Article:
• Credit score: 620; 640 to 720 or higher preferred
  • Debt-to-income ratio (DTI): Up to 50%

Other conventional loan details:

  • Sellers assist may be allowed: Sellers can contribute anywhere from 2% to 9% of the sales price to your costs depending on your down payment. Most lenders want you to have the funds for your own down payment and will allow you to use seller concessions towards closing and other settlement costs.
    • General rules:
      • Down payment under 10%: Seller concession up to 3%
      • Down payment between 10-25%: Seller concession up to 6%
      • Down payment 25% or more: Seller concession up to 9%
  • Wait period after adverse credit history:
    • Discharged Chapter 7 bankruptcy: Four-year wait.
    • Discharged Chapter 13 bankruptcy: Two-year wait.
    • Deed in lieu or short sale: Four-year wait.
    • Foreclosure: Seven-year wait.

Your Task

After reading through these popular home loans, your task is to pick out the home loan you are considering.  

You can do a bit of independent research on the loans to get more details. Keep in mind that the above is just an overview. There’s quite a bit of nuance to home loans and different lenders can have different requirements.

After you’re finished with that task, you’re done for the day!

Don’t forget to reach out to your accountability partner(s) and check into the Dream Catchers: LIVE RICHER group.

Share what you’ve learned today with your tweeps:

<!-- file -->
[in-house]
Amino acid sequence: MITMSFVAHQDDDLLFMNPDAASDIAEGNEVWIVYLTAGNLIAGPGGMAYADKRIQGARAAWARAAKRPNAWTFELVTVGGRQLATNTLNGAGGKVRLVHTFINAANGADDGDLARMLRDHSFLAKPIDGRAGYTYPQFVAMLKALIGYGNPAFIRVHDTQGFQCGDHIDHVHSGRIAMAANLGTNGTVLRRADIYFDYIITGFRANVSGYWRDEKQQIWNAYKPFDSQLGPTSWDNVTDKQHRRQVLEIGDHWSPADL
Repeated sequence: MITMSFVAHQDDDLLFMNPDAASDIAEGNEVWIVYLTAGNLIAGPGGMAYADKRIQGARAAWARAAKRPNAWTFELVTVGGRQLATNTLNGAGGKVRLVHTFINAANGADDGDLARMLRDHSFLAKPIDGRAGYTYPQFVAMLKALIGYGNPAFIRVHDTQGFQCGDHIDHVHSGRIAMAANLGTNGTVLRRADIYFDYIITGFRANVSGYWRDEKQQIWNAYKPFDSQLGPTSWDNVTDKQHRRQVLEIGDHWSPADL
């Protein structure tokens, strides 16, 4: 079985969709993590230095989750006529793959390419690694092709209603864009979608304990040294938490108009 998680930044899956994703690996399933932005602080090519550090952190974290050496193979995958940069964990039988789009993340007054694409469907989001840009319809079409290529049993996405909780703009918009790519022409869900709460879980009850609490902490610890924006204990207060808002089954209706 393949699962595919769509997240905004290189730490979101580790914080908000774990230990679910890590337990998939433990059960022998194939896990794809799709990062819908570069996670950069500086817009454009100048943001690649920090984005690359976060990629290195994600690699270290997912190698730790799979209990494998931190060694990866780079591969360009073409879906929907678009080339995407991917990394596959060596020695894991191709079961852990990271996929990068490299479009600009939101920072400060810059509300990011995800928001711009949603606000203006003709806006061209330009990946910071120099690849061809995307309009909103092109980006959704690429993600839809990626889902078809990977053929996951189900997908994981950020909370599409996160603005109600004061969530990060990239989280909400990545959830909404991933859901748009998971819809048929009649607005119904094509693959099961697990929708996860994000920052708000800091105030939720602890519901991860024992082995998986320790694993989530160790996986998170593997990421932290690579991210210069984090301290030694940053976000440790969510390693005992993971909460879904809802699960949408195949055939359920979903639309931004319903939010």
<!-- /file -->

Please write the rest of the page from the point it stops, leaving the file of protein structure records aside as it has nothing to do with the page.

Today I learned about popular home loan products and what may be required to get approved. Day 10: #LiveRicherChallenge Click To Tweet

Live richer,


You can reach out to me here:

Twitter: @thebudgetnista

Instagram: @thebudgetnista

Facebook: The Budgetnista

Private Forum: Dream Catchers : LIVE RICHER

Want to work through the Live Richer Challenge: Homebuying Edition in a workbook? It's part of a bestselling series!

Click the link below and get your copy.

P.S. If you haven't already... Get your Challenge Freebies from our Live Richer Challenge: Homebuying Edition coauthor, Netiva Heard. Click the pic below if you'd like to learn more about Netiva's services. You'll receive a discount! Just let her know you're a Dream Catcher.

P.P.S. Here’s a copy of the Challenge Calendar. It’s a fun way to keep track of your progress.

P.P.P.S. Don’t forget to get your free Live Richer Challenge: Homebuying Edition Starter Kit. Download it HERE.

My Lisa Rule: I have 4 sisters and Lisa is the baby (well she’s not a baby anymore). Of all of my sisters, I’m the most protective of her. Before I share any product or service with you, it must pass my Lisa Rule.

What’s the Lisa Rule? If I would not advise Lisa to use a product or service, I won’t advise you to. YOU are my Lisa. I feel protective of you and your financial journey.

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Tiffany “The Budgetnista” Aliche is quickly becoming America's favorite, personal financial educator. The Budgetnista is also an Amazon #1 best selling author (The One Week Budget and Live Richer Challenge), sought-after speaker and teacher of financial empowerment.